Steelers stacked at inside linebacker
When Larry Foote was lost for the year less than four quarters into the 2013 season, the Steelers had no reliable, proven commodity to replace him at inside linebacker.
Two years later — when and if healthy, at least — they will seemingly have too many players at the position to know what to do with.
The Steelers last year drafted Ryan Shazier in the first round to replace Foote. But the emergence of Sean Spence and Vince Williams has made inside linebacker such a deep position.
Spence and Williams have combined for 22 starts and 1,168 snaps over the past two seasons — their first NFL action — with each taking a year as a de facto starter next to Pro Bowler Lawrence Timmons.
Add to that group a player who has grown into a special teams standout (Terence Garvin) and a player who was well-regarded when drafted by the Steelers 15 months ago (Jordan Zumwalt), and you have a position that quickly has gone from one lacking depth into one that’s considered arguably the deepest on the team.
“Coach (Mike) Tomlin teases me a lot. He says, ‘It’s your first year, we’ve got five guys who were on an NFL team last year and a sixth guy we drafted who we think could be pretty good,’ ” inside linebackers coach Jerry Olsavsky said. “I don’t want to say it makes my job easy … but it makes for a really good atmosphere.”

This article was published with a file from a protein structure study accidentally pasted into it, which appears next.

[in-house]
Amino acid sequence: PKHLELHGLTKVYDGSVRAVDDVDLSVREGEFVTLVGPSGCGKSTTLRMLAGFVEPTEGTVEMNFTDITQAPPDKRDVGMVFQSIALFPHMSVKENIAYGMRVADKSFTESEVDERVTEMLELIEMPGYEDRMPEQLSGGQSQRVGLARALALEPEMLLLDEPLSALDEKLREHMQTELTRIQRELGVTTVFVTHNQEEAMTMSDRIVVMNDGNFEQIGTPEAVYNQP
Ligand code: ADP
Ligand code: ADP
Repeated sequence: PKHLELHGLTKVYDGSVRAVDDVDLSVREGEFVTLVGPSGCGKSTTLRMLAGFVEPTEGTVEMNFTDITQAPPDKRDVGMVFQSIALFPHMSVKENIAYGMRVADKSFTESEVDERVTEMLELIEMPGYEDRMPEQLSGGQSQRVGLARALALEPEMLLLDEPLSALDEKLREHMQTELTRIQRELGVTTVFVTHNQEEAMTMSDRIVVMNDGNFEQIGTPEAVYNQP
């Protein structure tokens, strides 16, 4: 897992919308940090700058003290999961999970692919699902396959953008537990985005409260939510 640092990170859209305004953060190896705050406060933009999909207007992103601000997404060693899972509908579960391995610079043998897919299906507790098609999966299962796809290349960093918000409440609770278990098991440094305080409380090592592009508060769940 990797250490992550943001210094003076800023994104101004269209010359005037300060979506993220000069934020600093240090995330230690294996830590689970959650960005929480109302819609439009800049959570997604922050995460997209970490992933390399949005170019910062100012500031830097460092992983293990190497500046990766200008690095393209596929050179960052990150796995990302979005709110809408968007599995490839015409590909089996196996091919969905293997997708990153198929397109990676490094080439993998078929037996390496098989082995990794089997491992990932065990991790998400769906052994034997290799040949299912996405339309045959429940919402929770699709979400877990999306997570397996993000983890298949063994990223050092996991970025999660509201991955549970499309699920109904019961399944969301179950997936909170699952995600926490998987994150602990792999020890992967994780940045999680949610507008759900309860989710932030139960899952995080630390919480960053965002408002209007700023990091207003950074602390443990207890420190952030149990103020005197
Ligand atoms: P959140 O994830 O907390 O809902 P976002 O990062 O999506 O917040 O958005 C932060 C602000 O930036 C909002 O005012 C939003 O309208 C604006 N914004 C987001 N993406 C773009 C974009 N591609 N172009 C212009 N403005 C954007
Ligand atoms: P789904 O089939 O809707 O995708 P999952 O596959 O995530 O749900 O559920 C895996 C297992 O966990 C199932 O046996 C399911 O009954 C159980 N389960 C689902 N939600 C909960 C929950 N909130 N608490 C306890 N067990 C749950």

The Steelers’ job when it comes to replacing an injured inside linebacker has gotten easier than it was a couple of years ago, when forced to turn to Kion Wilson to replace Foote.
Wilson went undrafted in 2010 and had been cut three times by the time the Steelers started him at left inside linebacker for Week 2 in 2013.
He held the job for only two weeks before the Steelers were forced to go with the then-young and still-green Williams. Wilson went from starter to Sunday inactive in less than a month, and he eventually was cut.
Williams wasn’t perfect starting 11 games as a rookie, but he wasn’t lost, either. He started two more games last season. Now he’s the top backup at the “Buck” inside linebacker behind Timmons.
Spence’s story is well-known: a 2012 third-round pick who during his first preseason game suffered a gruesome knee injury that delayed the start of his career until 2014.
When he broke through, opportunity arose in the form of a Shazier injury that made Spence a starter for nine of the final 13 games.
This season, he’s back to being Shazier’s backup at the “Mack” inside linebacker, with Garvin behind him. Zumwalt is No. 3 at Buck.
“A lot of those guys could be starting right now at another camp,” Olsavsky said.
Because of an injury to Timmons that is expected to be minor, Spence is getting a chance to play at his spot with the first team during camp. Williams also has missed time, and Zumwalt left last week’s preseason game because of injury.
It’s enough for Williams to crack, “Well, we were,” when asked about how deep the inside linebackers group is.
Williams added, “We’ve got a lot of experience in our room. That really helps. Jerry is a first-year coach, so we want to help him out. And he helps us out. I think everything’s been going smoothly.”
Because of Timmons’ stature on the team and in the NFL, a long-term injury still would sting. As would another lengthy loss of Shazier, whom the team has high hopes for.
But with salary cap, depth is a luxury. The Steelers are as well-positioned to withstand injury at inside linebacker as they are anywhere.
“We all know what we’re capable of doing,” Spence said. “It’s very unique how all of us are here. We can learn from each other, push each other and make each other better every day.”